Made from stacked sections of corrugated plastic, Cor-A-Vent S-400 is primarily designed for soffit venting.


But once the staples are removed, individual sections can easily be separated from the stack and placed under windows or doors, where they promote drying.


But once the staples are removed, individual sections can easily be separated from the stack and placed under windows or doors, where they promote drying.

On both new installations and repairs, I'll frequently remove the brick mold and cut it 1/8 inch to 1/4 inch short, then attach screening to the trimmed and coated bottoms, doubling it over and stapling it in place with stainless steel staples. Folding the screening over a round pencil before installation gives it a nice shape.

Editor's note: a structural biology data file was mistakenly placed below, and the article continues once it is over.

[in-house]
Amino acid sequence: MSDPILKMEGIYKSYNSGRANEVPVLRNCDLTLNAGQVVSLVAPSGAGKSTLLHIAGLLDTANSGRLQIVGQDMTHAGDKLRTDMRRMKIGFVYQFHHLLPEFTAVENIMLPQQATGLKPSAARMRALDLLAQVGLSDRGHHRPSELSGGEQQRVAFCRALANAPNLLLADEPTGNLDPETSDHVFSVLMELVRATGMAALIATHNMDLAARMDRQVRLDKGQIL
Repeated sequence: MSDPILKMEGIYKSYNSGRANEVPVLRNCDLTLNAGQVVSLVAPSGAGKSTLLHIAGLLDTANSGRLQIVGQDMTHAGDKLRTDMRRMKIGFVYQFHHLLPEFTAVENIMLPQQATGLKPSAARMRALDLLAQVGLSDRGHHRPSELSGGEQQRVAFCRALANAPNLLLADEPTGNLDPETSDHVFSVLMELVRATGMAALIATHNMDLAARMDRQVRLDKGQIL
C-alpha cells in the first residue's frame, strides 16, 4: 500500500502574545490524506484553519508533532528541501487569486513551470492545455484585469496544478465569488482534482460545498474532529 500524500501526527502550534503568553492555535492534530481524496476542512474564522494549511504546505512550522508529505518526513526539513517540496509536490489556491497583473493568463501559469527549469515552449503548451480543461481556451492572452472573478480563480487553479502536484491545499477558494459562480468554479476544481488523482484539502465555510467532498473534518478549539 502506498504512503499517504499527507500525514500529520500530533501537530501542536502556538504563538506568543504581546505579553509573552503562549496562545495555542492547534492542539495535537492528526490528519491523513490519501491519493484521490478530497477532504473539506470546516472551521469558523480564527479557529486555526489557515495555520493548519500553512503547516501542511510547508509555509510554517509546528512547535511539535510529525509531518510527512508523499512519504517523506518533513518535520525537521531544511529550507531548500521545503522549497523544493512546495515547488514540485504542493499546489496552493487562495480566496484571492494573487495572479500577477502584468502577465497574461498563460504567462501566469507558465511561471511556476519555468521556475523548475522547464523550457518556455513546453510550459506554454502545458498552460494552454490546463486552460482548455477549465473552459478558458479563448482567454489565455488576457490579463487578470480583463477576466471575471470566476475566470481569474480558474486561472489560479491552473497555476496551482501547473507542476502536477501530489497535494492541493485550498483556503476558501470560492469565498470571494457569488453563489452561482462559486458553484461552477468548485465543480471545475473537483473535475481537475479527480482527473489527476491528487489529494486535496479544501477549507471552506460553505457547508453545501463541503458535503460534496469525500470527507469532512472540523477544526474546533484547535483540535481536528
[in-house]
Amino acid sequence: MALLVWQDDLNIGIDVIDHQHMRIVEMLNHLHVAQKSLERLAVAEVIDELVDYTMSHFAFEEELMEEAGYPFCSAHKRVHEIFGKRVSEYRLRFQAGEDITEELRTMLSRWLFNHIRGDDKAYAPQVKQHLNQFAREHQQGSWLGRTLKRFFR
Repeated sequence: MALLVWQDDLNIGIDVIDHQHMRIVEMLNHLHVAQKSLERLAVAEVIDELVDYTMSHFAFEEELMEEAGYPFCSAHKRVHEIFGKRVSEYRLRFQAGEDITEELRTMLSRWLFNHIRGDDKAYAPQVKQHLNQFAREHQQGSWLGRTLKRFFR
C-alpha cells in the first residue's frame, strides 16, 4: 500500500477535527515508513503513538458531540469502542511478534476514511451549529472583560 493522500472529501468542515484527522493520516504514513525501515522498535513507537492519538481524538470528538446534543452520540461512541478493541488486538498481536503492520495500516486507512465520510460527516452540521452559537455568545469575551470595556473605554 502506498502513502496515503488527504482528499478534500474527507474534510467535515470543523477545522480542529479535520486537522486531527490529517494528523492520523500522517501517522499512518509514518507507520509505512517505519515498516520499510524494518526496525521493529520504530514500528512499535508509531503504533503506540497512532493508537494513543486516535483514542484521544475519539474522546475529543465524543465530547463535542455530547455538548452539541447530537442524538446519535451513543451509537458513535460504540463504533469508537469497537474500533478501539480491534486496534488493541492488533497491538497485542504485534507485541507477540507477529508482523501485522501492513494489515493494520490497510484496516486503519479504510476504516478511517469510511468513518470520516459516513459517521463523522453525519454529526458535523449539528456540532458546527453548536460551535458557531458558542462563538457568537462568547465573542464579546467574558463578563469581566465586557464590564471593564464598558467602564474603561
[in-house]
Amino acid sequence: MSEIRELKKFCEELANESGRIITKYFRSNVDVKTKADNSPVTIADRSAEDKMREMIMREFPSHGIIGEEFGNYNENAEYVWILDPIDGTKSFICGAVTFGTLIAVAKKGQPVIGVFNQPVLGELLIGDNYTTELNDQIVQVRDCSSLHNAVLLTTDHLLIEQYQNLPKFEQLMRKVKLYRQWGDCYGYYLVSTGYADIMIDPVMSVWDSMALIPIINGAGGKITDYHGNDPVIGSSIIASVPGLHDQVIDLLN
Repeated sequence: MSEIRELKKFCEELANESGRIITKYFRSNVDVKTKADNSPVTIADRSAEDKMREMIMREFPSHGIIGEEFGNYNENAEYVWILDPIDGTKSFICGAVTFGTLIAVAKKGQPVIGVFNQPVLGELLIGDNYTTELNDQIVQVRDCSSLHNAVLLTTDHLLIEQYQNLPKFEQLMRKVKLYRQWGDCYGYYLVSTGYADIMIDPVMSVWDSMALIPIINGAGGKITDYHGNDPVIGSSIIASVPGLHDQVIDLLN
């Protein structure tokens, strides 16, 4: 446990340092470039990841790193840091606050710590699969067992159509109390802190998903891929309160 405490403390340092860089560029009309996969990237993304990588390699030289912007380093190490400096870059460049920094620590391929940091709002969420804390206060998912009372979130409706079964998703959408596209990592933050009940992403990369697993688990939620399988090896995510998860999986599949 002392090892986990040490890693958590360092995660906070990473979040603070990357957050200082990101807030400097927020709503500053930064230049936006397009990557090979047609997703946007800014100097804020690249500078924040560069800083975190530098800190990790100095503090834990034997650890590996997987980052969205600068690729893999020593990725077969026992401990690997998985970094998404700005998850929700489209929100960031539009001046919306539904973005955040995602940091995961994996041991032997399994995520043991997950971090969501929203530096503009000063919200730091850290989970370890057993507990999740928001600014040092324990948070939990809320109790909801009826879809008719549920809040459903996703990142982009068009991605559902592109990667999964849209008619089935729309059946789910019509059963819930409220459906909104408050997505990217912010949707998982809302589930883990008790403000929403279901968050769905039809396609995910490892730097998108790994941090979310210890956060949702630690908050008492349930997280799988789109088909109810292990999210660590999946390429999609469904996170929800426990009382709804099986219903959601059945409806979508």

Before installing a door unit, the author likes to remove the brick molding, cut 1/8 inch to 1/4 inch off the bottom ends, coat them with epoxy, and staple bronze screening to them.


Holes drilled in the trim at an upward angle and covered with small thimble vents allow interior moisture to drain while keeping out bugs.

On repair jobs where removing the casing would be difficult, I trim it in place with a Fein MultiMaster, then pry it loose enough to back-prime the bottom inch or two with Corlar 25P. Then I insert a rolled piece of bronze screening or Cor-A-Vent.

Rot-Proofing Doors